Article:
Before you sit down to write your new “skills-based” resume – the one with all the great things you’ve learned in different jobs – think again.
You probably read online that this is the hot new trend. But as a professional recruiter wasting far too much time digging through these, I need to know up front if your real-world work experience matches up with the position I’m looking to fill.
Most recruiters and HR managers will tell you the same thing. The first thing we have to know is what you’ve done and how you’ve progressed in your career.
Take the time to write a good “traditional” resume, no matter what other web gurus advise. You’ll prove that you understand what a hiring manager needs the most.
Consider this. With a long list of skill sets – “good communicator,” “team management” or “problem solver,” I have no idea if you were working at a burger restaurant or a leading technology company. Did you acquire these so-called skills as an intern or from 10 years of rising through the ranks?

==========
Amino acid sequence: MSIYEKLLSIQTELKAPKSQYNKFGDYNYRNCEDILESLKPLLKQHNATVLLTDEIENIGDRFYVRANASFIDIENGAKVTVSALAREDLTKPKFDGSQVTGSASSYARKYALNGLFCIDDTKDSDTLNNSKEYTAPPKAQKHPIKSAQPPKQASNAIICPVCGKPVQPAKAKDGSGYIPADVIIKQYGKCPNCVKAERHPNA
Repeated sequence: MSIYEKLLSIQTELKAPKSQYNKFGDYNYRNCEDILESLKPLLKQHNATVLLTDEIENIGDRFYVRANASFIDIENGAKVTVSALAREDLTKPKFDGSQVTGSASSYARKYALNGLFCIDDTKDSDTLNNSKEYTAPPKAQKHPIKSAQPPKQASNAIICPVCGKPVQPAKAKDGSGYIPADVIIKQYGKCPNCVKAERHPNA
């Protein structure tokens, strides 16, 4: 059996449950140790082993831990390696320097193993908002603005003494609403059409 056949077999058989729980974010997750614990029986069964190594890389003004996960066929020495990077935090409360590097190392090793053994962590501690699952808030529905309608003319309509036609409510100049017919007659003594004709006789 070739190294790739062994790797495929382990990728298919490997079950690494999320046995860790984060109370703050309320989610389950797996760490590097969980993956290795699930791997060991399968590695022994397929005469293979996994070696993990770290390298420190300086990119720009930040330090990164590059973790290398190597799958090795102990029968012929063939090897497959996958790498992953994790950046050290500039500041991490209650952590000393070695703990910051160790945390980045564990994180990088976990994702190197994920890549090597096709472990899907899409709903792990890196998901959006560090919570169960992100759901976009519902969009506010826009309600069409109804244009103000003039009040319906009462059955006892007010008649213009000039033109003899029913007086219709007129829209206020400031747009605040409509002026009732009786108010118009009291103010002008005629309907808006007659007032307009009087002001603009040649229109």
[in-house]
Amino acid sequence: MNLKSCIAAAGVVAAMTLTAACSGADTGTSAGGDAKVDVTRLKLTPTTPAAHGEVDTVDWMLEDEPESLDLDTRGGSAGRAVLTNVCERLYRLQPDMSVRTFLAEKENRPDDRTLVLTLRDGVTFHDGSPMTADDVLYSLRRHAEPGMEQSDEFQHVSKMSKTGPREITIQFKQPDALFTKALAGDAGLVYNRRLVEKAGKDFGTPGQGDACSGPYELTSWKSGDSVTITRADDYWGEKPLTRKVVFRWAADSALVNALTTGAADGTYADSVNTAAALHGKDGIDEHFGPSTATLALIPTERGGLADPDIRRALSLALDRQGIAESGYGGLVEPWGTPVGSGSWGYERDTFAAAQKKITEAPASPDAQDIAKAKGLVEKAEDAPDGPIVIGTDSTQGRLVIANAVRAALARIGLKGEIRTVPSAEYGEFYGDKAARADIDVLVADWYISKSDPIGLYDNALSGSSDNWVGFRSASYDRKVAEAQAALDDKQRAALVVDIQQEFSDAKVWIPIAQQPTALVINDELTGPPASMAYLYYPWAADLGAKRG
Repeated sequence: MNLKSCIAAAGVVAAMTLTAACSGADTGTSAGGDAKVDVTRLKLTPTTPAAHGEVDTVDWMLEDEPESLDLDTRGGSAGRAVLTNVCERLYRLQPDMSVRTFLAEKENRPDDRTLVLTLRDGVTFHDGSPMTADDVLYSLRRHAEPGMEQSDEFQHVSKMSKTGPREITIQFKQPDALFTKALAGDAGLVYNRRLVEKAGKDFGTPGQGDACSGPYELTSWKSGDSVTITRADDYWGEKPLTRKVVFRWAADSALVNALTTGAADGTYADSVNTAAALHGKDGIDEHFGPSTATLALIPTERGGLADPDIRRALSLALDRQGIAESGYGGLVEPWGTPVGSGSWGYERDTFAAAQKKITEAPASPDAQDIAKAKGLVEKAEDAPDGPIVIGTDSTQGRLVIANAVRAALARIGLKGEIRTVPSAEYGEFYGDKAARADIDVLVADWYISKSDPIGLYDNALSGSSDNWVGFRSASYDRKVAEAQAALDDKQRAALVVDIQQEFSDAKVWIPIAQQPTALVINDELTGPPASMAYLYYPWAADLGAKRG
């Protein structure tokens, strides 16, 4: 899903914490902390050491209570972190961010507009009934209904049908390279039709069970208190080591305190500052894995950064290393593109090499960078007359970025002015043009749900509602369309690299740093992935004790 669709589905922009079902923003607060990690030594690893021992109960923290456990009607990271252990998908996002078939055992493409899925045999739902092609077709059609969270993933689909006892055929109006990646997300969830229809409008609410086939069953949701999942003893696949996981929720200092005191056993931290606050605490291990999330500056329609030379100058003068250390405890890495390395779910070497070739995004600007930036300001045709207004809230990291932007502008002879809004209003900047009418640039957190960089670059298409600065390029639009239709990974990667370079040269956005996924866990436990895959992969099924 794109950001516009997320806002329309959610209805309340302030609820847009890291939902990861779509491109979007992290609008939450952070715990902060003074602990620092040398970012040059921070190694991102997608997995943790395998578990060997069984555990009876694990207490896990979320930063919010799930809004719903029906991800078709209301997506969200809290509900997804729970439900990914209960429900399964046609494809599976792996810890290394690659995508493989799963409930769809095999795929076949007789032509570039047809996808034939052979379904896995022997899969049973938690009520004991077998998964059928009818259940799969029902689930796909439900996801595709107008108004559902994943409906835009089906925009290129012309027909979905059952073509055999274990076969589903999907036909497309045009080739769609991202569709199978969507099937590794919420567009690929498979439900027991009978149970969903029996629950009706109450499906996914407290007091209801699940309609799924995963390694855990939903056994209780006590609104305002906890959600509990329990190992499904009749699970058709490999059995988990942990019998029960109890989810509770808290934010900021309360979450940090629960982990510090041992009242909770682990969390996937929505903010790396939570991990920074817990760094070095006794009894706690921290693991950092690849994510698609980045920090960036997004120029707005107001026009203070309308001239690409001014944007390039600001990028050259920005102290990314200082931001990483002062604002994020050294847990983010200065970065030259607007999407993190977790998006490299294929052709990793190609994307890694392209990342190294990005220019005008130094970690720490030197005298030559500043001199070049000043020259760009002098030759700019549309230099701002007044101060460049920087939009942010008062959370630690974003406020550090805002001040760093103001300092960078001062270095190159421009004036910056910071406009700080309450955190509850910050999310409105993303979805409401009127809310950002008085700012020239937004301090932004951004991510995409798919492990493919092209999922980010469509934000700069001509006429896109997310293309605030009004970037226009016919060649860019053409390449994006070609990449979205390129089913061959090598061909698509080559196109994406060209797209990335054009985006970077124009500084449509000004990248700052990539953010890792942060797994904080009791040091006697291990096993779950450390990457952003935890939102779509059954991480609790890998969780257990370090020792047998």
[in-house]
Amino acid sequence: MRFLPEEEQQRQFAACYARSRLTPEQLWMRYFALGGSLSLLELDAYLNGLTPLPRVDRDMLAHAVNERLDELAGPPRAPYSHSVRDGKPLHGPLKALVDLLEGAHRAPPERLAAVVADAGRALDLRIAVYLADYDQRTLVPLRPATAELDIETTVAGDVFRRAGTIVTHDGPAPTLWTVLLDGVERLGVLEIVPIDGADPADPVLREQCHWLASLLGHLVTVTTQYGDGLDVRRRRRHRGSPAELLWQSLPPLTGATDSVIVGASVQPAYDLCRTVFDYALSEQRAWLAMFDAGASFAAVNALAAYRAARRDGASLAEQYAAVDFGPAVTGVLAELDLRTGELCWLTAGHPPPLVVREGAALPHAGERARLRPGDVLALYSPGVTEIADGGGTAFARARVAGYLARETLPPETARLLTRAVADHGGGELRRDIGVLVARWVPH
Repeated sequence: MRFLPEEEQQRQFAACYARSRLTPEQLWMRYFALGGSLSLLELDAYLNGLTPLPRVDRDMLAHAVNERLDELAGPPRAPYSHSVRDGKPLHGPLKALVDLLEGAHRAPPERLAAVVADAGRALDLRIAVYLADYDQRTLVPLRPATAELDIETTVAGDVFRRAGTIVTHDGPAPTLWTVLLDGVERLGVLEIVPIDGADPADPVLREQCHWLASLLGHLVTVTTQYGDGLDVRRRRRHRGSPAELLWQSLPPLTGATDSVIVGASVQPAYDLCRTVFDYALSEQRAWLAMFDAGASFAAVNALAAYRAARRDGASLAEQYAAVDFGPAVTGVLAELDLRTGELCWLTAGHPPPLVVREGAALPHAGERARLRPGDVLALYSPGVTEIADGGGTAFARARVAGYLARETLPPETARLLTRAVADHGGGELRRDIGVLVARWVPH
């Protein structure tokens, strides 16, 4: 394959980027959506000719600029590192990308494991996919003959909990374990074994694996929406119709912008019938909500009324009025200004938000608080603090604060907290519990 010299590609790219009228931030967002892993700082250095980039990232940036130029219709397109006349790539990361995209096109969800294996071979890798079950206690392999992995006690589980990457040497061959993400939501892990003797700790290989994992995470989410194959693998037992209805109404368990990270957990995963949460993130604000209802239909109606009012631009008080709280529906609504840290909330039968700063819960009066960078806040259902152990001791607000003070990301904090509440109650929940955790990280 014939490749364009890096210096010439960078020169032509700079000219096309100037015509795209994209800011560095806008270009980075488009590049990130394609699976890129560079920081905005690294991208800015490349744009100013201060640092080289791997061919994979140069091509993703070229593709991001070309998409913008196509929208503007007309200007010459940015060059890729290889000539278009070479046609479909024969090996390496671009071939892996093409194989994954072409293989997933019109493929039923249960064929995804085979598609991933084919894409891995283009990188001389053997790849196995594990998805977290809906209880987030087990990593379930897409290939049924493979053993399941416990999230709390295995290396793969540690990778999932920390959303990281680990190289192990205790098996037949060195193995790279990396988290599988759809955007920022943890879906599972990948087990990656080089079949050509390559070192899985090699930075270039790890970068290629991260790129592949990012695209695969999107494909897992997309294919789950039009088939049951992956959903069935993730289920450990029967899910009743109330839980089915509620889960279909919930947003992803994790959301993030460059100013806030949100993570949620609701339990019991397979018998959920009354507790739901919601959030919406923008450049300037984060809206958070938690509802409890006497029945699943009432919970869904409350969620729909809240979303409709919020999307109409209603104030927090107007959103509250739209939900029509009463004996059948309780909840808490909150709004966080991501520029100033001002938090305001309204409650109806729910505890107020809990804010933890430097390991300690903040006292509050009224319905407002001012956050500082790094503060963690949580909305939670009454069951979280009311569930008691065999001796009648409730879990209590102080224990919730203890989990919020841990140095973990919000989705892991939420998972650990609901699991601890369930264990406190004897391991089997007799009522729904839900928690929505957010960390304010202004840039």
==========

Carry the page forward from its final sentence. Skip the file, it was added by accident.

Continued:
Skip the fluff, please! By reviewing your work history and professional positions, you let me and my client decide if your experience matches up to the position’s demands.
Write clear, short bullets of your job scope and results under each company where you’ve worked. A company name, job title and length of employment are insufficient.
There’s another bad idea going around on resume writing sites. Cram everything onto one page! By filling up the page with your job “objectives” and skills, you may be skipping work history that’s valuable to a recruiter. It is totally acceptable to have your resume flow into two pages.
Yes, numerous sites promote the “skills-based” approach vs. the traditional chronological resume. Some suggest going with your skills, for example, if there are “significant gaps” in your work history or you’ve only had several “short-term” or “temporary” assignments.
Is that really the first impression you want your resume to present?
I’m not the only recruiter who believes it’s time for an end to the skills-based resume trend. Few, if any, rarely make it to my short list of finalists.